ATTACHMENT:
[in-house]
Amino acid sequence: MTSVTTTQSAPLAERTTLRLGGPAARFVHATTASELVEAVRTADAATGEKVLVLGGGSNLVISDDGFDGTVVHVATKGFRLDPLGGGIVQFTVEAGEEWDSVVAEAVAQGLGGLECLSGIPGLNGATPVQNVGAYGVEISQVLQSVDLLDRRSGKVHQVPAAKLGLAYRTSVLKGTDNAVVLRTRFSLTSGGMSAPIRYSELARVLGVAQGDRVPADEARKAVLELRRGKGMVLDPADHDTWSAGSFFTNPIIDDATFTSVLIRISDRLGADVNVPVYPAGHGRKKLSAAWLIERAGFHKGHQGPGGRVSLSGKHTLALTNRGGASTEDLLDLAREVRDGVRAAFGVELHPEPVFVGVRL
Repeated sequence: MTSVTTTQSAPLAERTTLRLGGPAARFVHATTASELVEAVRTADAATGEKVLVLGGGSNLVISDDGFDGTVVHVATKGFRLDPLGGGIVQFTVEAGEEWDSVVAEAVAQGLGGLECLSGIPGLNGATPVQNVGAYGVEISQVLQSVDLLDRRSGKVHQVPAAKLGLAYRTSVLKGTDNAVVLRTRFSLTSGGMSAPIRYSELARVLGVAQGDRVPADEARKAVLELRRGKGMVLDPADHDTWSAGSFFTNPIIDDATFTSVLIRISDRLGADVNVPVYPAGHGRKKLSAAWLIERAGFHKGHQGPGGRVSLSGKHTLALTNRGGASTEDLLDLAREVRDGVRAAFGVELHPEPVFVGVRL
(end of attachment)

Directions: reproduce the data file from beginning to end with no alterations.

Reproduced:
[in-house]
Amino acid sequence: MTSVTTTQSAPLAERTTLRLGGPAARFVHATTASELVEAVRTADAATGEKVLVLGGGSNLVISDDGFDGTVVHVATKGFRLDPLGGGIVQFTVEAGEEWDSVVAEAVAQGLGGLECLSGIPGLNGATPVQNVGAYGVEISQVLQSVDLLDRRSGKVHQVPAAKLGLAYRTSVLKGTDNAVVLRTRFSLTSGGMSAPIRYSELARVLGVAQGDRVPADEARKAVLELRRGKGMVLDPADHDTWSAGSFFTNPIIDDATFTSVLIRISDRLGADVNVPVYPAGHGRKKLSAAWLIERAGFHKGHQGPGGRVSLSGKHTLALTNRGGASTEDLLDLAREVRDGVRAAFGVELHPEPVFVGVRL
Repeated sequence: MTSVTTTQSAPLAERTTLRLGGPAARFVHATTASELVEAVRTADAATGEKVLVLGGGSNLVISDDGFDGTVVHVATKGFRLDPLGGGIVQFTVEAGEEWDSVVAEAVAQGLGGLECLSGIPGLNGATPVQNVGAYGVEISQVLQSVDLLDRRSGKVHQVPAAKLGLAYRTSVLKGTDNAVVLRTRFSLTSGGMSAPIRYSELARVLGVAQGDRVPADEARKAVLELRRGKGMVLDPADHDTWSAGSFFTNPIIDDATFTSVLIRISDRLGADVNVPVYPAGHGRKKLSAAWLIERAGFHKGHQGPGGRVSLSGKHTLALTNRGGASTEDLLDLAREVRDGVRAAFGVELHPEPVFVGVRL